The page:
On a sandbar ornamented with fireweed, wild green onions, and plenty of bear tracks we called it a day.

It was Bob's turn to make the group dinner. His dish of sausage and couscous topped with freshly picked green onions was perfect.

To make a good meal even better we celebrated my birthday with Nyssa's delish carrot cake. These last 35 years have been amazing - I can't wait to see what special adventures with lovely family and friends the next 35 bring!

Our third day on the water, we awoke to the buzzing alarm clock of mosquitos ready for breakfast. Years ago I made the mistake of sleeping in zipperless tent on the banks of the Chulitna. There was a ring of blood plastered around the walls of the tent in the morning. Carrying the extra ounce of a zipper sure is a small price to pay for sanity and several pints of blood.

Back on the Taz, the character of the river was much the same as the previous day. A consistently strong current carried us forward through waves and holes that were plenty exciting for our group of ranging ability levels.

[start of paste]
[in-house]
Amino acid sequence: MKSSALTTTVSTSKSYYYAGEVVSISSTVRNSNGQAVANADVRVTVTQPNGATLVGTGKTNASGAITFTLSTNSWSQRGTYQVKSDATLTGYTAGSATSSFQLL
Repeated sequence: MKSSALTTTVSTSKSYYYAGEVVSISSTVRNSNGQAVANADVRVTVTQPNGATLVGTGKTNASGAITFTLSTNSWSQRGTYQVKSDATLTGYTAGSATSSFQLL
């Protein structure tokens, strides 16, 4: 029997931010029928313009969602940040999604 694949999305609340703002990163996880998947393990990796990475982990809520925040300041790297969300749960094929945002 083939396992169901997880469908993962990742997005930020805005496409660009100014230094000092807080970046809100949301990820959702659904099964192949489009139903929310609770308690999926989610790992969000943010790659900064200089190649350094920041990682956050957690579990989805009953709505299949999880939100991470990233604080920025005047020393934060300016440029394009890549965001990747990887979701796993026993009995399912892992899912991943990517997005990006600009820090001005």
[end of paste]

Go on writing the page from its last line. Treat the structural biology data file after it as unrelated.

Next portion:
Popping out of the boats to stretch our legs and unstretch our bladders, we almost stepped straight into someone's unfinished king salmon lunch. Who knows if the big bruin was sleeping feet away in the bushes, but it was a good reminder to be especially careful in these intersections where bears and people are likely to have a surprise encounter.

We looked for but did not find the aptly named "Oxbow Rapid" apparently formed when the hungry and impatient river ate through a bend in favor of a more direct and tumultuous route. I assume that over time the river has healed its wound and smoothed out the remains of the grave of the old bank that made this feature. When we saw the Trans-Alaska Pipeline on its journey from Prudhoe Bay to Valdez we knew it was time to start looking for the pullout at the big eddy just past the Richardson bridge. 

85 miles and three reasonable days after pushing off into the Little Nelchina, we were back at Bob's car. It was time to puzzle over how to stuff all of our wet rafting gear into the trunk for the ride home. 

Photo: Bob Lieberman


  1. Looks like a great adventure and a late happy birthday. Love the photos as always.

  2. Thanks for sharing the trip and the story, Mike.

    1. Of course Missy! Nice to get to spend so much time with Bob this year.